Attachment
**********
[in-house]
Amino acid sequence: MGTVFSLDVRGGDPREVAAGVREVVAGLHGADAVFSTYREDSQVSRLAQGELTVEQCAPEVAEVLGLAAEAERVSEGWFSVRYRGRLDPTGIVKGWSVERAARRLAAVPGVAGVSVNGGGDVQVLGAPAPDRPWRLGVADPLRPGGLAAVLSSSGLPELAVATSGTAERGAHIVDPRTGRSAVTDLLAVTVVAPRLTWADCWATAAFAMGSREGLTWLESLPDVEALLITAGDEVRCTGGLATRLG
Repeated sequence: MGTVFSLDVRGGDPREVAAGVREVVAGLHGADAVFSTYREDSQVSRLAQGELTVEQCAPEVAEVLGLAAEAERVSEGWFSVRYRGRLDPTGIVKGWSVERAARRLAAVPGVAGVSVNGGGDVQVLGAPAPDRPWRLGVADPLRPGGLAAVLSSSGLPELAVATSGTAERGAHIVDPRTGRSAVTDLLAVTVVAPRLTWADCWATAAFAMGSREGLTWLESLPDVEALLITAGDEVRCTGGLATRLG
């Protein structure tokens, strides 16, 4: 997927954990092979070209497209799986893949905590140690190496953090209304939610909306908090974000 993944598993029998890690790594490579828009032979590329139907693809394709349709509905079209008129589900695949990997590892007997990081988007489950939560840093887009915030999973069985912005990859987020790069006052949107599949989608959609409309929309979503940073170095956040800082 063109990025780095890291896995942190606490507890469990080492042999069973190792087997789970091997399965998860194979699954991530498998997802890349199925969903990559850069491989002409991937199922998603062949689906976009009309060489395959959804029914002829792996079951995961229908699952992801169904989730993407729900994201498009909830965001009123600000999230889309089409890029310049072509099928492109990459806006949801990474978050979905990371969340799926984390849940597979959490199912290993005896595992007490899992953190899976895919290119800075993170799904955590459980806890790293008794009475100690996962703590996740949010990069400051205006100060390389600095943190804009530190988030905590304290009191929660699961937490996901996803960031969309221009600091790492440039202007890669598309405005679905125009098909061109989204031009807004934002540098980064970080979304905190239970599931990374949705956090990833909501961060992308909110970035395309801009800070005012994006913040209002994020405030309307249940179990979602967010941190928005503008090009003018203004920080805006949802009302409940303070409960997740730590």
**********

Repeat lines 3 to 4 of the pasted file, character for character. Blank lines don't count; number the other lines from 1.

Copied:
Repeated sequence: MGTVFSLDVRGGDPREVAAGVREVVAGLHGADAVFSTYREDSQVSRLAQGELTVEQCAPEVAEVLGLAAEAERVSEGWFSVRYRGRLDPTGIVKGWSVERAARRLAAVPGVAGVSVNGGGDVQVLGAPAPDRPWRLGVADPLRPGGLAAVLSSSGLPELAVATSGTAERGAHIVDPRTGRSAVTDLLAVTVVAPRLTWADCWATAAFAMGSREGLTWLESLPDVEALLITAGDEVRCTGGLATRLG
């Protein structure tokens, strides 16, 4: 997927954990092979070209497209799986893949905590140690190496953090209304939610909306908090974000 993944598993029998890690790594490579828009032979590329139907693809394709349709509905079209008129589900695949990997590892007997990081988007489950939560840093887009915030999973069985912005990859987020790069006052949107599949989608959609409309929309979503940073170095956040800082 063109990025780095890291896995942190606490507890469990080492042999069973190792087997789970091997399965998860194979699954991530498998997802890349199925969903990559850069491989002409991937199922998603062949689906976009009309060489395959959804029914002829792996079951995961229908699952992801169904989730993407729900994201498009909830965001009123600000999230889309089409890029310049072509099928492109990459806006949801990474978050979905990371969340799926984390849940597979959490199912290993005896595992007490899992953190899976895919290119800075993170799904955590459980806890790293008794009475100690996962703590996740949010990069400051205006100060390389600095943190804009530190988030905590304290009191929660699961937490996901996803960031969309221009600091790492440039202007890669598309405005679905125009098909061109989204031009807004934002540098980064970080979304905190239970599931990374949705956090990833909501961060992308909110970035395309801009800070005012994006913040209002994020405030309307249940179990979602967010941190928005503008090009003018203004920080805006949802009302409940303070409960997740730590």